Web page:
Wednesday, April 21, 2004


Travel Blues


3AM and we were on the road, traveling in Uncle Graeme's Prado with David at the Wheel. 2 hours of hilarity ensued as we early morning zoomed to Picton. Arriving at the Picton ferry terminal we bade farewell to David and headed onto the ferry. It was still dark and we secured a place for ourselves in the comfortable chairs up in the front observation deck, right under the bridge and over top of the foredeck.

John pulled out the guitar and we settled down for the trip. I went to the work station area and did some work including writing my entry regarding the funeral. Most of us dozed for a while until Priscilla announced she could see dolphins. AS it was pitch black we couldn't test her observation, but Sjoerd went topside to see, and came back to announce it was seaweed not dolphins.

By the time he came back we were able to see the bow of the ship cutting through the water and a faint glow on the horizon. At this point we were only a few minutes away from exiting the sounds into the open sea, and a patch of bright cyclamen pink appeared in the gap between the hills. I went up with Sjoerd on deck and started snapping photos and video of one of the most amazing sunsets I have ever seen. The pink spread gradually wider and wider. The camera just cannot do justice to the sight.

40 odd photos later I came back down to the observation deck, and then settled down for a snooze. By the time we started coming through the Wellington harbour heads, we all woke up and decided to play one last game of diminishing whist. RuthEllen won again! She is unreal! Her husband John continued his strategy of losing by the biggest margin possible, equally amazing!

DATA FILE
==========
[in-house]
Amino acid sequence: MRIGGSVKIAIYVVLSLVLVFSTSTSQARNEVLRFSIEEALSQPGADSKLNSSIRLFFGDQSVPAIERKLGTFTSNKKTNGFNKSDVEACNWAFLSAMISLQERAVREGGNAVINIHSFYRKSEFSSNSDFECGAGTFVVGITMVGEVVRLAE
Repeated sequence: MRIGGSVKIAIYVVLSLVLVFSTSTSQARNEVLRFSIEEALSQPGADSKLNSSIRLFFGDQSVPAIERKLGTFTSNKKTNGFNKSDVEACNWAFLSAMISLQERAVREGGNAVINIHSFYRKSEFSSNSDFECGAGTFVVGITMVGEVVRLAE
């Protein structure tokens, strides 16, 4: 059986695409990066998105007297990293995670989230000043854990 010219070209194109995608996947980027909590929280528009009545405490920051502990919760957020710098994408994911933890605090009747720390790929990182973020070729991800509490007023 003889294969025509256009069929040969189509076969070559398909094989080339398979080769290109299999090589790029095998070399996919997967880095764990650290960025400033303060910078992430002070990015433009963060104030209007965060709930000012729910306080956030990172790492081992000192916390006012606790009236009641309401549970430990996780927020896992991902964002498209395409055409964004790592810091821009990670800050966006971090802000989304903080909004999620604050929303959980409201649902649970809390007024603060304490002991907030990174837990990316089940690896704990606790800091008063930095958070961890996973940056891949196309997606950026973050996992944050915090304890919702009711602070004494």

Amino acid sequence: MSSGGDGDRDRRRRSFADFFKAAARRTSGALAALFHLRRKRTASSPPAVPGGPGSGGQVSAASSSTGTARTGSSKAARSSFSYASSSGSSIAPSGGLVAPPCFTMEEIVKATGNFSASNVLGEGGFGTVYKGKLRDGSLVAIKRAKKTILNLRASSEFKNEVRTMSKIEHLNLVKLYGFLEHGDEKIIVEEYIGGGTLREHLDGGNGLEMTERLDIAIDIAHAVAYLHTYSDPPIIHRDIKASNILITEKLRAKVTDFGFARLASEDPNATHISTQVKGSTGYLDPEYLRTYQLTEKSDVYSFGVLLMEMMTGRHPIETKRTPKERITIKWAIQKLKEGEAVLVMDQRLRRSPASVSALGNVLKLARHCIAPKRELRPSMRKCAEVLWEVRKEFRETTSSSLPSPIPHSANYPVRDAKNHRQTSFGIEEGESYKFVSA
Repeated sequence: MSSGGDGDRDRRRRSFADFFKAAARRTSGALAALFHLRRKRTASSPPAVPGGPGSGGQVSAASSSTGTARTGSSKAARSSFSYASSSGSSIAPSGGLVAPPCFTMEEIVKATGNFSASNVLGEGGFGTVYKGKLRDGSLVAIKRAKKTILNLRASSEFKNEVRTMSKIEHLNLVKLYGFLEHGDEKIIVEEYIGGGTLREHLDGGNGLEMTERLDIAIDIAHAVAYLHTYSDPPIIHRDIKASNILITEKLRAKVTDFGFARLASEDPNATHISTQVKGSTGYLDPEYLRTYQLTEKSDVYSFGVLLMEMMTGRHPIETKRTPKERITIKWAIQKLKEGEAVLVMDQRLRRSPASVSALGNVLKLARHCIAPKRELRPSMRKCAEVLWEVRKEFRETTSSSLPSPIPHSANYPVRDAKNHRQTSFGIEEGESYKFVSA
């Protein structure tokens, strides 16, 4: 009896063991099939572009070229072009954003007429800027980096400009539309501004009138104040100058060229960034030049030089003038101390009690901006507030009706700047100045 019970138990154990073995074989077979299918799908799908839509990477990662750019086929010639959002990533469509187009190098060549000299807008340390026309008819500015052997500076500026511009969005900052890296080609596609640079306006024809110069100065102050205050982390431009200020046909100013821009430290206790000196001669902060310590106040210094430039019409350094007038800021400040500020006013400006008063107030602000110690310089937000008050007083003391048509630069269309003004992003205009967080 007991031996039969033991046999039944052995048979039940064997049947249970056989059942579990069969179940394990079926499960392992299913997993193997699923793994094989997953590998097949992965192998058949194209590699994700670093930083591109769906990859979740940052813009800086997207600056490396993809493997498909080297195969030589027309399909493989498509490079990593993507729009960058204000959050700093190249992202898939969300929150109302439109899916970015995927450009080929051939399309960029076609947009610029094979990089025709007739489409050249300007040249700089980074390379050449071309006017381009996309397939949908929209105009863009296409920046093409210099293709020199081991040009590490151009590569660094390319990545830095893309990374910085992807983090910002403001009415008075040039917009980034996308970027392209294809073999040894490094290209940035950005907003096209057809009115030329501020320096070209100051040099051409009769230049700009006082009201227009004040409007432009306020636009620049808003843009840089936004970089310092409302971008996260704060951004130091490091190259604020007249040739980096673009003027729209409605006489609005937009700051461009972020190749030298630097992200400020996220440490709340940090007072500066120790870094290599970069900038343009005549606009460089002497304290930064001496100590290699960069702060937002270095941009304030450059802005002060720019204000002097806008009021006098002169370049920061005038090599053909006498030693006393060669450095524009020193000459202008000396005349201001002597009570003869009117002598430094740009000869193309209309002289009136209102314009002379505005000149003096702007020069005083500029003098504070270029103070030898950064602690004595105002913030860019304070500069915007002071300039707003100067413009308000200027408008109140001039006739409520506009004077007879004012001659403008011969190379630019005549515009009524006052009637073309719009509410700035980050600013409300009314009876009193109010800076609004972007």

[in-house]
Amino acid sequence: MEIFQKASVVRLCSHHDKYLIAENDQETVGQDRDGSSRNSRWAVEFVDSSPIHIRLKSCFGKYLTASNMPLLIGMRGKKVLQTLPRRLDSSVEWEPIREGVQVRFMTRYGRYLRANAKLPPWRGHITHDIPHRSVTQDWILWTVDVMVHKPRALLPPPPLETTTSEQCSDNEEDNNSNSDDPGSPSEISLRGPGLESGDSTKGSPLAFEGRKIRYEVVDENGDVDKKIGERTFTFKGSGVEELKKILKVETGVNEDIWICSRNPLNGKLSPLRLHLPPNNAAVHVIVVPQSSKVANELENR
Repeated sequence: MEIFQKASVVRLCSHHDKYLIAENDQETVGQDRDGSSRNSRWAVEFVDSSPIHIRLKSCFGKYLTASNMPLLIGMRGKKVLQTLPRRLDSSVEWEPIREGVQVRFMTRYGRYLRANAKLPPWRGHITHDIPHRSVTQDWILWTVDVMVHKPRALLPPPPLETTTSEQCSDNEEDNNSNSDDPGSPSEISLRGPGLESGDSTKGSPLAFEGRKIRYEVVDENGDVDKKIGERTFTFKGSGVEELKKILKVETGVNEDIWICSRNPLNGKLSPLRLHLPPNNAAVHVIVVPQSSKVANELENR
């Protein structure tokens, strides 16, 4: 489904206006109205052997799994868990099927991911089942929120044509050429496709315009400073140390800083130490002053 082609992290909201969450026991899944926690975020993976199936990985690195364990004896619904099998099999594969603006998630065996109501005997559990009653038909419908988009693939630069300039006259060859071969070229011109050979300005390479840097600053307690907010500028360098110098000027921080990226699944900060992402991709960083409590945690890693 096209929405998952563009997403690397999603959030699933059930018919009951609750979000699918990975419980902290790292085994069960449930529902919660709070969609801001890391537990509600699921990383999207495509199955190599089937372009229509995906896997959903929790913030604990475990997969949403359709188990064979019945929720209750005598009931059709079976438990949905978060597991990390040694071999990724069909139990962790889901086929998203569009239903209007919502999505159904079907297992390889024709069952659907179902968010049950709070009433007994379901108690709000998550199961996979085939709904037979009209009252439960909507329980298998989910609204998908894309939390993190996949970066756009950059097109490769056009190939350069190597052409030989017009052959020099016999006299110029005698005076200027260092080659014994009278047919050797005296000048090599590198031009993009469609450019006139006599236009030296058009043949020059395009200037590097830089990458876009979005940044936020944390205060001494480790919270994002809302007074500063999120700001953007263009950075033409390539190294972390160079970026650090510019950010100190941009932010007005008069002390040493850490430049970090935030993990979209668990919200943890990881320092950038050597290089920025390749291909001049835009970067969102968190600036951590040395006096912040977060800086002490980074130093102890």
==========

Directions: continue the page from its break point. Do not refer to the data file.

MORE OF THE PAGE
Disembarking from the ferry we met Steve, Lara's husband. They had looked after the Magna for us in Wellington. John and Rufus and I went to pick up the car, then came back for Sjoerd and Pris and the baggage. We then headed out onto the road north with me at the wheel.

We stopped briefly in Paraparaumu for Maccas, then continued on. A short while later, we were held up in a long line of cars for roadworks. Just as we drew abreast of the roadworks, I crept forward a few metres, and then watched in my rear mirror as the truck behind me kept coming and kept coming and didn't look remotely like he was going to stop, I sneaked another couple of metres closer to the car in front, but to no avail. He finally saw we had stopped and braked, but he smacked the rear end
the car. We stopped and exchanged insurance details etc, before getting back on the road. The traffic sped back up, and we continued north.

Just north of Marton, we entered the spectacular Rangitikei gorge. During this time, we called both Jono, and Dad and Mum on the phone. It was 3AM in the Ukraine when we rang Jono, so that was funny. It was evening for Jo and Frank, Nicki, Melanie and Benji along with Mum and Dad, so we were able to chat with them all. As we pulled out of the top of the gorge up a long hill, the car felt sluggish, and rattled a little on acceleration, I cruised down hill and said goodbye to Dad as we noticed the temperature gauge go ballistic. We stopped right outside a little servo in the middle of nowhere, pushed the car up and got out. Lots of steam and very hot. The mechanic who couldn't really be bothered to help checked it briefly and suggested a tow truck to the next town where we could get it evaluated. We called the AA and were told no problem, they'd be there shortly, but could only take two.